Running to Jesus at My Worst in 2016
The beginning of 2016 caught me off guard. It really shouldn’t have, because what it revealed is nothing new. It is the reality for all Christians. I am still a sufferer, and I am still a sinner-- in desperate need of Jesus. Actually, it wasn’t so much the objective news that blindsided me; it was the very personal manifestation of it. Thankfully, the solution is simple: Run to Jesus.
The world is a broken place, which leads to various kinds of suffering in each of our lives. For me, the worst kind of pain comes because I am separated from those I love. This was brought home to me again after my family, who is lives far away, came for Christmas. There was lots of laughter and games and food. Then suddenly, they were all gone. My house was quiet and empty. And in the silence, the temporary separation from them opened up the ocean of grief in my soul over the loss of those I can’t see. My dad , who was killed in a car accident when I was four. My brother, who died of a drug overdose a decade ago. And that was just the tip of the iceberg. I hadn’t anticipated it, but I felt myself slipping into the darkness of despair.
What is the solution to suffering? Run to Jesus. So I did. I poured out all of my grief to him. The Bible tells us that he is acquainted with this kind of emotional pain, so he can sympathize and comfort us in a way that no one else can. When Jesus saw the sick or the bereaved or the poor, he was filled with compassion for their suffering. Darrel Johnson, in this book The Beatitudes, explains that in Christ, “The Living God chooses to so enter all the wreckage that he feels it himself – he feels it as his own.” Better still, this same Jesus has done something about it. Suffering exists, because sin exists. When Jesus died, he undid the curse of death and sin. Right now, he is working on our behalf in history to bring it to its glorious conclusion. One day…perhaps this year…he will come again, and when he does all pain will be finished forever. So, when we run to Jesus in suffering, we are running to the One who can understand our pain, because he has experienced it. We are running to the One who can comfort us, because he has done something about it, is doing something about it, and will do something to end it once and for all.
I felt frustrated and out of control, so I began to try to make plans for my future apart from the Lord. All of a sudden, I didn’t trust him.
At the same time, unlike Jesus, I am not a perfectly righteous sufferer. I am a sinful sufferer. Or perhaps I should say that I am a suffering sinner. Either way, as I pondered the separation from loved ones, the ugliness in my heart began to manifest itself. It started with a feeling of self-pity, which quickly morphed into a subtle resentment of God. I thought, “He could do something about my suffering, right? He could have saved the life of my father, my brother. Jesus could come back again right now…but he hasn’t.” I felt frustrated and out of control, so I began to try to make plans for my future apart from the Lord. All of a sudden, I didn’t trust him. And at the same time (since sin makes no sense), I was self-righteous about my suffering. I self-congratulated: “You’ve endured a lot. Other people don’t really understand. You see the world better than most.” I hadn’t anticipated this depravity in my heart, and the Holy Spirit revealed it all to me at once. I was overwhelmed with guilt.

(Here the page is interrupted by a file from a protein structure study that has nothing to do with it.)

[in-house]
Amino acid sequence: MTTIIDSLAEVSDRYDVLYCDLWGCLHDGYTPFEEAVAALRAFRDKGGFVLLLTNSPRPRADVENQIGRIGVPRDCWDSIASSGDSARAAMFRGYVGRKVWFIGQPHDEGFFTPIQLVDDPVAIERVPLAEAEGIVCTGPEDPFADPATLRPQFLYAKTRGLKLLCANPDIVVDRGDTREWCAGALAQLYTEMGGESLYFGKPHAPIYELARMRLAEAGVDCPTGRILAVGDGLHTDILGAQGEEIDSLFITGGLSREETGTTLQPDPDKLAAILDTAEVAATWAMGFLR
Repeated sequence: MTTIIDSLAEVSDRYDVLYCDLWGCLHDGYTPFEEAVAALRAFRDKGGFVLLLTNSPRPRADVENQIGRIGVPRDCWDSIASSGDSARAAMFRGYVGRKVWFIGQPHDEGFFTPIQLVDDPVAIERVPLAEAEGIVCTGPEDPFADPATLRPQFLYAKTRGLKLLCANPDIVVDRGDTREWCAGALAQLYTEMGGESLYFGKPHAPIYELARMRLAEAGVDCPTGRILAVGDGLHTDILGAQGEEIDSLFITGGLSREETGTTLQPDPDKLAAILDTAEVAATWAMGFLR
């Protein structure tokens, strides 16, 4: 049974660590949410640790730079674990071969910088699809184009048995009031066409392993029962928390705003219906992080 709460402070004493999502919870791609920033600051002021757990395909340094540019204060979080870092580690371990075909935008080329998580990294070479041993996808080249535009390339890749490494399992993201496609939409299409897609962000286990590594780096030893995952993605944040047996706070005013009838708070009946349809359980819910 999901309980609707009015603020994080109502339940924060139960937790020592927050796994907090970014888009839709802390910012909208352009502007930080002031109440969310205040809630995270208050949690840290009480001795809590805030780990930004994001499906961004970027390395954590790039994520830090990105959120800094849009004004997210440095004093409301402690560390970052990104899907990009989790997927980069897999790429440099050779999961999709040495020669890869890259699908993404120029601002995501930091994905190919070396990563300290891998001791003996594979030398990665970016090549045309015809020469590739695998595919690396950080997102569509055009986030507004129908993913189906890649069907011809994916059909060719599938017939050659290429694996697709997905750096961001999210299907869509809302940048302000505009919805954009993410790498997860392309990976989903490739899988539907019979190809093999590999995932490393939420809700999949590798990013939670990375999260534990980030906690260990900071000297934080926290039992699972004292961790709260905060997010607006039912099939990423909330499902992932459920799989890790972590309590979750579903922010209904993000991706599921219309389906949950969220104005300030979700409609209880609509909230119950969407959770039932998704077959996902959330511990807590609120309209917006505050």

What is the solution to sin? Run to Jesus. So I did. I didn’t want to – it felt wrong to say to the one who died for me, “So, um, I’ve kind of returned to the Enemy’s side, and I’m doubting that you are 'for' me. In fact, I’m frustrated with you right now, even though I know that the problem resides in me. I’m also thinking way too highly of myself, and I don’t care about your purposes right now. I can’t change my own heart, so would you do it for me again, please?”
As wrong as it felt, though, it was the right thing to do. Remember the tax collector who prayed, “God be merciful to me, the sinner!” (Lk. 18:13). That kind of person is the person God justifies. And Jesus paid for our sin – all of it – so his response to us is, “Take heart…your sins are forgiven!” (Mt. 9:2). Octavius Winslow writes,
We are always welcome in Christ.
Although the beginning of 2016 caught me off guard, it did not catch Jesus off guard. He knew that I was still a sufferer and sinner, and he had provision for it all. He changed my heart. He reminded me that he is “for” me. He comforted me in my grief. He humbled me. He gave me love for his people again. All I had to do was run to him and cry out for help, as I expect to do every day in 2016, and he answered. The same is true for you.